Positional versatility, strength, power, ball recapture and a sprinkle of passing, Victor Wanyama will give Spurs increased options.
Victor Wanyama became the first summer signing for Mauricio Pochettino. Signing a 5-year deal, he is reunited with the manager that brought him to the Premier League. So, just what are we getting and what will he add to Spurs?
Dynamic defensive midfielder
Defensive midfield was a problem position last summer. Eric Dier was moved in to the role and the rest is history. Dier played in all but one Premier League games last season and he only missed that due to suspension. Help was needed. Victor Wanyama knows Pochettino’s system inside out, so can hit the ground running.
Mauricio Pochettino requires five things from his defensive midfield player.
1. Drop between the wide splitting centre backs.
2. Be a release valve for pass backwards to navigate any press.
3. Move the ball to the more attacking players, especially the full backs.
4. Screen the centre backs to regain possession.
5. Cover the full back zones when they have gone forward.
Victor Wanyama did all of this for Mauricio Pochettino at Southampton. When Ronald Koeman took over, he also needed a player with these characteristics.
Splitting the centre backs
Mauricio Pochettino requires his defensive midfielder to be a third centre back at times. This can be to bring the ball out to navigate pressure.
It can also be to help the defence to cover the centre backs if they are caught out of position. We regularly see Eric Dier dropping in to aid either centre back that has been caught up the field or out in a wider area.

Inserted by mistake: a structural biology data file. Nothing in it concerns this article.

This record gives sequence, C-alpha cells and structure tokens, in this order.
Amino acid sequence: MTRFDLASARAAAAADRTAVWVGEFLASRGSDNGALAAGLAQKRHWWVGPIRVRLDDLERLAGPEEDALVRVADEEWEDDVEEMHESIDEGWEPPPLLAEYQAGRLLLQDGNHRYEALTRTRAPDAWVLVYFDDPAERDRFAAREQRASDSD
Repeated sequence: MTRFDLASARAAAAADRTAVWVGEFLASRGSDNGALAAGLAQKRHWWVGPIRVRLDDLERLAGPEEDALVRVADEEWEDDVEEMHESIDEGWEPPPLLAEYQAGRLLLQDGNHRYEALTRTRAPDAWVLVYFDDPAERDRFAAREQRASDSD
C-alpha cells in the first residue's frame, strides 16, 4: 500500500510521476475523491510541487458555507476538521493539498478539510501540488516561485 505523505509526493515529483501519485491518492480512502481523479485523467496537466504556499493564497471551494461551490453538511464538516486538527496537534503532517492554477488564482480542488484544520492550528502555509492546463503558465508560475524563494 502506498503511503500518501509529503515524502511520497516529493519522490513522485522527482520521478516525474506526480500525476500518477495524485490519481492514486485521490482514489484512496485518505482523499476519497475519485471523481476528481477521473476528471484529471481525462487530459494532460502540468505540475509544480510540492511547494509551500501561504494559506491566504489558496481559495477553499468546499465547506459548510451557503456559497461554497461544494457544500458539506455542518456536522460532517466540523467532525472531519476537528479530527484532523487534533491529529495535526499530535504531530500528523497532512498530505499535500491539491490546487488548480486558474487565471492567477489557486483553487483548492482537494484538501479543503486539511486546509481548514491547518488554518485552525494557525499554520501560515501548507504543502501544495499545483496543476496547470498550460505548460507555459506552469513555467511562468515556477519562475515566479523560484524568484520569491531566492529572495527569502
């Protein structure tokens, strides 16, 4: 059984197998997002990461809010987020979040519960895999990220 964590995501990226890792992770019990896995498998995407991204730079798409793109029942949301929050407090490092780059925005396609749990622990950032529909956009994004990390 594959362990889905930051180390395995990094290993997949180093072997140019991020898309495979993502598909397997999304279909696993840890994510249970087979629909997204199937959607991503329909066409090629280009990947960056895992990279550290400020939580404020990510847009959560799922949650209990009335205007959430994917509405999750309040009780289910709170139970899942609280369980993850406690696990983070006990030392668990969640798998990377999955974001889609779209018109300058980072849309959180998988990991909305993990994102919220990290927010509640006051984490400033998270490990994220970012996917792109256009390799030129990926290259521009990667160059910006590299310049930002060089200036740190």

It’s a simple enough part of the role to do, but requires a player who is savvy enough to recognise danger. This can be either from a defensive standpoint to read the game and what is happening. It is also a case when on the ball to know when the press is closing in and where the out pass is to navigate it.
Victor Wanyama has great experience of doing this. He has not only played as a defensive midfielder, but also operated as a centre back. This aids his awareness and decision-making to identify and snuff out danger. It also gives us the option of using him in the back line as a rotation option or during an injury crisis.
Players with positional flexibility seem to be something Mauricio Pochettino is looking at more this season. Victor Wanyama definitely fits this mould. He is at his most natural in the defensive midfield position, but he also occasionally played as a centre back when at Celtic. Not just limited to these positions, Wanyama played further forward when alongside Oriol Romeu at Southampton, indicating that he could also provide cover for Mousa Dembele.
The defensive midfielder is also a release valve in Mauricio Pochettino’s system. The ball will often go backwards to him in order for it to go forwards or to be circulated out to the full backs.
Take one of Victor Wanyama’s games for Mauricio Pochettino against Fulham. We can see how he drops in to receive possession from the goalkeeper and centre backs, but then the ball is often passed backwards in to him.
This allows him to move the ball to the more attacking players, especially the full backs.
Wanyama moving the ball
Known for his strength and ball recovery, passing is a very underrated part of Victor Wanyama’s game. He has the ability to move the ball quickly from side to side to get it out to the flanks. This is where the full backs are often motoring forward, a large part of Mauricio Pochettino’s offensive strategy.
Wanyama was tasked with keeping the ball moving, often over distance, for both Pochettino and Ronald Koeman when at Southampton.
Take his introduction at half time against Liverpool. Entering the fold down 2-0, Wanyama swung the game with his ball recovery and distribution to get it wide quickly. He trawled the middle third of the pitch, shifting play, often over distance, out to both flanks.